The high school movies of the 1980s get a Satanic twist in Grady Hendrix’s excellent follow-up to Horrorstör, in which a pair of teenage friends get torn apart when the Prince of Darkness comes between them.
Our heroine is Abby Rivers, a smart, hard-working girl who keeps her grades up to stay in the prestigious, wealthy academy where the upper crust of Charleston, South Carolina send their perfect children. Gretchen Lang has been Abby’s best friend since her 10th birthday party, but after trying acid leads to Gretchen spending the night lost in the woods, Abby starts to worry.
Gretchen’s acting strangely, kind of dangerous even, and it seems to be other people who are paying the price. Is Abby’s best friend simply moving into the next phase of her adolescence, or is there some darker force at work?
Hendrix has a tremendous amount of fun with his 1988 setting, channelling the spirits of teen movies past (there’s a lot of Heathers) and adding a strong dose of Chuck Palahniuk-style horror. It’s not just about the music references and style choices (although both are crucial), it’s about the terror of Satanic cults, the obsession with diet fads, the possibility of a touring Christian bodybuilding troupe, and the terrible finality of having your bedroom phone removed.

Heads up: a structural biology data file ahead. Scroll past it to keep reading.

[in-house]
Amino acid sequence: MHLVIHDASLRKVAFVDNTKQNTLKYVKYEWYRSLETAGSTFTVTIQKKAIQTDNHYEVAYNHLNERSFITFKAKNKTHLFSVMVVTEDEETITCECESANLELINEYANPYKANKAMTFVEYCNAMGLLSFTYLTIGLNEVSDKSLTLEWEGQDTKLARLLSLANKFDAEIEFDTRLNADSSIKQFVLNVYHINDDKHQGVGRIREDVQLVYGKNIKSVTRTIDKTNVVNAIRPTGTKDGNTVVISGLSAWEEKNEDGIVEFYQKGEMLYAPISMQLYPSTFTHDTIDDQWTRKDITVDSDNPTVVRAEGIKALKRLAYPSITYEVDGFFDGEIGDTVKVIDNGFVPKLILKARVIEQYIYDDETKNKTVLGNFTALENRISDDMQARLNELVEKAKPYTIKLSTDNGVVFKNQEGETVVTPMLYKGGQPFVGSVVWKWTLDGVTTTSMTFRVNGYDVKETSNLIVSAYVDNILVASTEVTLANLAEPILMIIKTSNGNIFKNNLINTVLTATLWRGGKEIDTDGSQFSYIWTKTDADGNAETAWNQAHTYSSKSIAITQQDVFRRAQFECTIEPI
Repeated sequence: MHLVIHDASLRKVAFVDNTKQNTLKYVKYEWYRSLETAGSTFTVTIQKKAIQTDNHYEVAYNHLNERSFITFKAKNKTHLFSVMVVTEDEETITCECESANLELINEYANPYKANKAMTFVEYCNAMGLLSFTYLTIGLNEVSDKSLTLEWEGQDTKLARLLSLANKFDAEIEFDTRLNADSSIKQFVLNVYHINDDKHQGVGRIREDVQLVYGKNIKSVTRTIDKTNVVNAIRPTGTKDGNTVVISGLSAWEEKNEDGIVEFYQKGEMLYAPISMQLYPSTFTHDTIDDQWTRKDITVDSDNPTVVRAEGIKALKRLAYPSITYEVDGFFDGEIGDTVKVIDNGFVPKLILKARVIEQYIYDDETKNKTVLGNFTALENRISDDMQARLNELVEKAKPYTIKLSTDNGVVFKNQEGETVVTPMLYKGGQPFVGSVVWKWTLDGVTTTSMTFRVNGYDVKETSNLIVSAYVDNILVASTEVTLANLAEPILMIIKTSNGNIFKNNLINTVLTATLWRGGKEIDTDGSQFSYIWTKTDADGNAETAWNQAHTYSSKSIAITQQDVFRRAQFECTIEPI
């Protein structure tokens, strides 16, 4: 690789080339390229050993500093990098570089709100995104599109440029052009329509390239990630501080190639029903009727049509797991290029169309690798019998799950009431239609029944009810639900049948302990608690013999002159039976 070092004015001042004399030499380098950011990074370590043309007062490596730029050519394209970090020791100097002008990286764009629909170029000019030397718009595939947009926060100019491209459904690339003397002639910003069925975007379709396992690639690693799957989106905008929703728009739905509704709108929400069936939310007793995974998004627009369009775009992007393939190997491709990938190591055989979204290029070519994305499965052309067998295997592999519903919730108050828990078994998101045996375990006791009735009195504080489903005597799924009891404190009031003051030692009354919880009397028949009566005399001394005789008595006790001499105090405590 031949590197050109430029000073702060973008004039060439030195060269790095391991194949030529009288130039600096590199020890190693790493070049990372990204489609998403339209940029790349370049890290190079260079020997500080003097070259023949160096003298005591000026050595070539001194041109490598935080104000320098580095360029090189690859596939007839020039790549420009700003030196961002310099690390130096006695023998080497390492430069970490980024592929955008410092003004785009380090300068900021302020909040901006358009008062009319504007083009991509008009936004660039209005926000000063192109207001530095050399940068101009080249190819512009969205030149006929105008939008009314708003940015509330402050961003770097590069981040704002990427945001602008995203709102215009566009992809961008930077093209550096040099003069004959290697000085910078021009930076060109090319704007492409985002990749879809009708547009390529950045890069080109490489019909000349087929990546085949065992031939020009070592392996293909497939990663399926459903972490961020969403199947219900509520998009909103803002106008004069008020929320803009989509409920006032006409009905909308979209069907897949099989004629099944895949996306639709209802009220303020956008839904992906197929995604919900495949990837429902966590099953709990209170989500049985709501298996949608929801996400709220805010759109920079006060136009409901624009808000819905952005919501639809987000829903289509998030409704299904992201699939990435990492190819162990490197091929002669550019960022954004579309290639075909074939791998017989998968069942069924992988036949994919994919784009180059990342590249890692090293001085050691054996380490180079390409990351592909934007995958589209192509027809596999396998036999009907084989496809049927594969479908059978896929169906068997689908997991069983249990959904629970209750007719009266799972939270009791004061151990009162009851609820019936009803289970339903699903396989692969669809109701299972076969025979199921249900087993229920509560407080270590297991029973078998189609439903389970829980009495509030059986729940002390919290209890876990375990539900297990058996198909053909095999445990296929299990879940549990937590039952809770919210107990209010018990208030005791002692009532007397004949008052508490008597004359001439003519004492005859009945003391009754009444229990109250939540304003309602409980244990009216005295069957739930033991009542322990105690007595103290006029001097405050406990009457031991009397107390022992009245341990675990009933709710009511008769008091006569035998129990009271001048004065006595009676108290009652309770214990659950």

He makes sure that we’re fully invested in Gretchen and Abby’s friendship, with all its touching details, minor spats and total mutual dependence, before he introduces the classic possession tropes of suicidal animals, terrified messages from beyond and endless vomiting.
That endless vomiting is just the beginning of the body horror shocks, and readers should be alerted to the fact that there are some truly impressive/absolutely revolting gross-out moments to go along with the genuine chills and dark humour.
At the book’s heart, however, is an incredibly powerful friendship that Hendrix understands is absolutely essential. We never question how far Abby is willing to go for Gretchen because we understand that giving up isn’t an option. My Best Friend’s Exorcism is sharp, scary, gripping, funny and gross, but it’s also surprisingly sweet.